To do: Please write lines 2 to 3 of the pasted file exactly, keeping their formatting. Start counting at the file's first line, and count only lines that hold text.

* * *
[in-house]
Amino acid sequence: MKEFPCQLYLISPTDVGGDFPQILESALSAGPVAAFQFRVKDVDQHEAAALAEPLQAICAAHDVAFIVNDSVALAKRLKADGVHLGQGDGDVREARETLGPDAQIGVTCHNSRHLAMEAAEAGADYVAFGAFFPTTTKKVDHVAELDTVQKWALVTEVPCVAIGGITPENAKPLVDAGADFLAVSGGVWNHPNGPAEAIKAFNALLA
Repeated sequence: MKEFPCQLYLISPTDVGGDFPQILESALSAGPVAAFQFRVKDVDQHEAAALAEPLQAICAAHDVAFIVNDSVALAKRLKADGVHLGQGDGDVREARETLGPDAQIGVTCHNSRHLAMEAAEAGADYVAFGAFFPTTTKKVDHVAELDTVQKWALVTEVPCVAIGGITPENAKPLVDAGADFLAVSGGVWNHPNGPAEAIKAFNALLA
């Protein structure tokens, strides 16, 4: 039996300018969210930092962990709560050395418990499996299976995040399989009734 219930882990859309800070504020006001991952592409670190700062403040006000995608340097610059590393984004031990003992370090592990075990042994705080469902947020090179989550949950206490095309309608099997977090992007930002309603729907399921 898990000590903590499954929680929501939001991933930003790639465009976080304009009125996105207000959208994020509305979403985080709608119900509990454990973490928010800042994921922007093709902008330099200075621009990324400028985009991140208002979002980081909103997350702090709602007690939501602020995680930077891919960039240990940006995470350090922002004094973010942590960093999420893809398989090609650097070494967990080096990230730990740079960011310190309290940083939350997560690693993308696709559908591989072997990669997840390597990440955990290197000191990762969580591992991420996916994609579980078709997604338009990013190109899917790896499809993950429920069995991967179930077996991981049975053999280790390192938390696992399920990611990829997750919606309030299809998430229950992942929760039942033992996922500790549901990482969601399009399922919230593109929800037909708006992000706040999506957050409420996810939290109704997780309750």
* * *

Amino acid sequence: MKEFPCQLYLISPTDVGGDFPQILESALSAGPVAAFQFRVKDVDQHEAAALAEPLQAICAAHDVAFIVNDSVALAKRLKADGVHLGQGDGDVREARETLGPDAQIGVTCHNSRHLAMEAAEAGADYVAFGAFFPTTTKKVDHVAELDTVQKWALVTEVPCVAIGGITPENAKPLVDAGADFLAVSGGVWNHPNGPAEAIKAFNALLA
Repeated sequence: MKEFPCQLYLISPTDVGGDFPQILESALSAGPVAAFQFRVKDVDQHEAAALAEPLQAICAAHDVAFIVNDSVALAKRLKADGVHLGQGDGDVREARETLGPDAQIGVTCHNSRHLAMEAAEAGADYVAFGAFFPTTTKKVDHVAELDTVQKWALVTEVPCVAIGGITPENAKPLVDAGADFLAVSGGVWNHPNGPAEAIKAFNALLA